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Walmart Announces Racial Equity Initiatives After Already Committing $100 Million

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During the month of June, Americans have seen institutions across the country come out with statements regarding diversity and inclusion.

Business giants and popular organizations, including Walmart and the Academy of Motion Picture Arts and Sciences, have adopted programs intended to promote racial equity.

On June 5, Walmart’s CEO Doug McMillon announced that the Walmart Foundation would be committing $100 million toward creating a work environment with equal opportunity.

“We know it takes more than talk. It takes action. We are taking steps to address racism head-on and accelerate change, including Walmart and the Walmart Foundation committing $100 million over five years so we can move forward, together,” Walmart tweeted.

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McMillon informed the company that the money would support philanthropic initiatives that go hand in hand with the United States financial, health care, education and criminal justice systems.

“To influence and lead change, we are going to use the power of Walmart to invest resources and develop strategies to increase fairness, equity, and justice in aspects of everyday life,” McMillon said.

On June 12, the company released additional information regarding its plan to ensure racial equity in every Walmart supercenter across the nation and what that will look like going forward.

“Of course, we need to go further in hiring Black and African American associates across all levels and positions,” McMillon wrote in the memo. “And we need to ensure they are remaining with us and growing in their careers.”

“Black Lives Matter. It is all our responsibilities to embrace that fact in what we say and what we do.”

The retailer promised that there will be more distribution opportunities for minority-owned suppliers and it will find ways to make its pharmacies and Walmart Health Clinics are more accessible.

Walmart’s plan also includes how its Live Better U program, which launched in 2018, will create “broader and deeper ties through our recruiting programs with Historically Black Colleges and Universities.”

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Do you support Walmart's new initiative?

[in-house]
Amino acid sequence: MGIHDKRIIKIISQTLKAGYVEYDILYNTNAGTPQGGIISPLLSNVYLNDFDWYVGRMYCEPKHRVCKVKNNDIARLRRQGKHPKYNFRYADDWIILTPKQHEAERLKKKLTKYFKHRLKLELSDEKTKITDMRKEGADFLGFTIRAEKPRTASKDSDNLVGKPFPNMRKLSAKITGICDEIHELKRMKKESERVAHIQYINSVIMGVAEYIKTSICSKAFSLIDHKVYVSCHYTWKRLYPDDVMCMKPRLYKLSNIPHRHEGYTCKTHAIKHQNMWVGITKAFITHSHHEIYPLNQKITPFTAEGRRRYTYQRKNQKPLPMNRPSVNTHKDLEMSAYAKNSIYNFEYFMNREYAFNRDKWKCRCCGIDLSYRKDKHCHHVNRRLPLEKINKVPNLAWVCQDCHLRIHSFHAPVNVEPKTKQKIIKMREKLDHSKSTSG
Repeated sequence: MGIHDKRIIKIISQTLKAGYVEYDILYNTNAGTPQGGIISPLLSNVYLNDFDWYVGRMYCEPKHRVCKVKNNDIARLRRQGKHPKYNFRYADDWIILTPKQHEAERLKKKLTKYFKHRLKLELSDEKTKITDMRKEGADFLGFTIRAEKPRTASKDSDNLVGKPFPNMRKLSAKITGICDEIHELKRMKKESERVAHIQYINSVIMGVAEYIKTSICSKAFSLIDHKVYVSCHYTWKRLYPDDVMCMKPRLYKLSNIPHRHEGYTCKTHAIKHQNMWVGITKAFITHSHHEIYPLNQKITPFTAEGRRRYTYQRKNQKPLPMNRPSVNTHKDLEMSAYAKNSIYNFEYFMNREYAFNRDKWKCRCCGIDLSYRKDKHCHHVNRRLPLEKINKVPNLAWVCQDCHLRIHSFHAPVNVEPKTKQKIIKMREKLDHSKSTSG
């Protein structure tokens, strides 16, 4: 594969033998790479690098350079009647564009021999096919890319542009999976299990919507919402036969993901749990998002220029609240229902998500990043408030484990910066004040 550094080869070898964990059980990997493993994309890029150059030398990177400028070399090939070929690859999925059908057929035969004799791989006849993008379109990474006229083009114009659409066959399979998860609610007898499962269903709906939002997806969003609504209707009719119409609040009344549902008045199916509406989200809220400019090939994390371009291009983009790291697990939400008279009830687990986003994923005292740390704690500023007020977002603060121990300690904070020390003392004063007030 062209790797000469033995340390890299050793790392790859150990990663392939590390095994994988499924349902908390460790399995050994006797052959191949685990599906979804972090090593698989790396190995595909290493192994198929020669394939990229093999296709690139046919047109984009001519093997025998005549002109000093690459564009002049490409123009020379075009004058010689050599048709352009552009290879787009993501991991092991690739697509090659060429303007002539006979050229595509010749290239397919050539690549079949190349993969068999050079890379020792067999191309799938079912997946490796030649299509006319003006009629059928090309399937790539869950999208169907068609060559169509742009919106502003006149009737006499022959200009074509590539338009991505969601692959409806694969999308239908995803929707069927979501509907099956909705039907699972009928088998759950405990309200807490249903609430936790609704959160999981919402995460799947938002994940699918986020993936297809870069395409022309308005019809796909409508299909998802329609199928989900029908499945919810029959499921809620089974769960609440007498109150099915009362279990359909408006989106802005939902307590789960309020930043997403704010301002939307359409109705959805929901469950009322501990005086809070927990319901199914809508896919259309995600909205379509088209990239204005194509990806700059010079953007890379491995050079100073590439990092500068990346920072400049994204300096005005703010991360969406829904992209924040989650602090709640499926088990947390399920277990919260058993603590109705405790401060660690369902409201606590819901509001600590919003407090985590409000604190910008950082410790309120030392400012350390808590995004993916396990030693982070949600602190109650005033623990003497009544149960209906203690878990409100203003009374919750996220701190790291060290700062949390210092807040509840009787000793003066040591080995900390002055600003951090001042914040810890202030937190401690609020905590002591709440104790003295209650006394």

This program helps Walmart employees earn high school diplomas and college degrees and allows them to develop skills in a specific trade at a more affordable rate.

Additionally, the new plan will offer equal opportunities to those who have been incarcerated for nonviolent offenses.

On the same day that Walmart announced the second part of its initiative, the academy released a similar plan to promote racial equity in the film industry.

“The Academy will encourage equitable hiring practices and representation on and off screen in order to better reflect the diversity of the film community,” the plan read.

The academy’s efforts will encourage racial equity not only on screen but also through several opportunities offered to students, women, underrepresented artists and others.

Some of these opportunities include the Academy Grants Program, the Student Academy Awards and Action: The Academy Women’s Initiative.

“How can you, as an anti-racist ally, create an environment where Blacks and African Americans, Hispanics and Latinos, Asians, Native Americans, LGBTQ, those with disabilities and women, don’t feel it’s a big decision to speak up?” McMillon said.

“Let’s create a supportive, trustful environment where people can share how they’re feeling, so ‘small’ issues don’t stack up.”

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Morgan Brantley is a former staff writer for The Western Journal. She graduated from Middle Tennessee State University with a Bachelor of Science in journalism. She and her dog, Indy, moved to the Phoenix area from Nashville.
Morgan Brantley is a former staff writer for The Western Journal. She graduated from Middle Tennessee State University with a Bachelor of Science in journalism. She and her dog, Indy, moved to the Phoenix area from Nashville.




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